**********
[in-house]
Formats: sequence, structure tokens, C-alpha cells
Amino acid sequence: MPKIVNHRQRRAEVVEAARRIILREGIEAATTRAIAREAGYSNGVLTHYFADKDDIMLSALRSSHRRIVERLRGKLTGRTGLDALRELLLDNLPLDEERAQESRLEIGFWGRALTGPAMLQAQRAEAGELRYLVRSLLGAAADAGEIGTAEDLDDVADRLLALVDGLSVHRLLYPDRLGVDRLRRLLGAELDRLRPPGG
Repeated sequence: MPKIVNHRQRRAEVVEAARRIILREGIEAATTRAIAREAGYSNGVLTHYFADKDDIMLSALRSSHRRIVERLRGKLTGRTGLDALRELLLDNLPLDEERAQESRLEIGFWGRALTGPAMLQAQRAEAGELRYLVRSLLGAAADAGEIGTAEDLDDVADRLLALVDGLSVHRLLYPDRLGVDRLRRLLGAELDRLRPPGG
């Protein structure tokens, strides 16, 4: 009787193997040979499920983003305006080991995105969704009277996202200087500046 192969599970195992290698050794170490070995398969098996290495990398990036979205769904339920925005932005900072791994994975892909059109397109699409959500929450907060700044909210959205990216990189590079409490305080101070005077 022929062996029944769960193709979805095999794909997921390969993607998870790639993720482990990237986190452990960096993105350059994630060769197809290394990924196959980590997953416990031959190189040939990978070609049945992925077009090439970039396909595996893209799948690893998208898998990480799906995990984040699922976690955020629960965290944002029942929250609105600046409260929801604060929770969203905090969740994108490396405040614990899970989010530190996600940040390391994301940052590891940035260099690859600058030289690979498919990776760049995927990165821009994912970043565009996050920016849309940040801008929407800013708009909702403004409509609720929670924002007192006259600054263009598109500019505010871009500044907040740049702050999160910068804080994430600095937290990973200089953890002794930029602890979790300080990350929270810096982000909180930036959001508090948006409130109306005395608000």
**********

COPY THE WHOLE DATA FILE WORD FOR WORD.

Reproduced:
[in-house]
Formats: sequence, structure tokens, C-alpha cells
Amino acid sequence: MPKIVNHRQRRAEVVEAARRIILREGIEAATTRAIAREAGYSNGVLTHYFADKDDIMLSALRSSHRRIVERLRGKLTGRTGLDALRELLLDNLPLDEERAQESRLEIGFWGRALTGPAMLQAQRAEAGELRYLVRSLLGAAADAGEIGTAEDLDDVADRLLALVDGLSVHRLLYPDRLGVDRLRRLLGAELDRLRPPGG
Repeated sequence: MPKIVNHRQRRAEVVEAARRIILREGIEAATTRAIAREAGYSNGVLTHYFADKDDIMLSALRSSHRRIVERLRGKLTGRTGLDALRELLLDNLPLDEERAQESRLEIGFWGRALTGPAMLQAQRAEAGELRYLVRSLLGAAADAGEIGTAEDLDDVADRLLALVDGLSVHRLLYPDRLGVDRLRRLLGAELDRLRPPGG
């Protein structure tokens, strides 16, 4: 009787193997040979499920983003305006080991995105969704009277996202200087500046 192969599970195992290698050794170490070995398969098996290495990398990036979205769904339920925005932005900072791994994975892909059109397109699409959500929450907060700044909210959205990216990189590079409490305080101070005077 022929062996029944769960193709979805095999794909997921390969993607998870790639993720482990990237986190452990960096993105350059994630060769197809290394990924196959980590997953416990031959190189040939990978070609049945992925077009090439970039396909595996893209799948690893998208898998990480799906995990984040699922976690955020629960965290944002029942929250609105600046409260929801604060929770969203905090969740994108490396405040614990899970989010530190996600940040390391994301940052590891940035260099690859600058030289690979498919990776760049995927990165821009994912970043565009996050920016849309940040801008929407800013708009909702403004409509609720929670924002007192006259600054263009598109500019505010871009500044907040740049702050999160910068804080994430600095937290990973200089953890002794930029602890979790300080990350929270810096982000909180930036959001508090948006409130109306005395608000």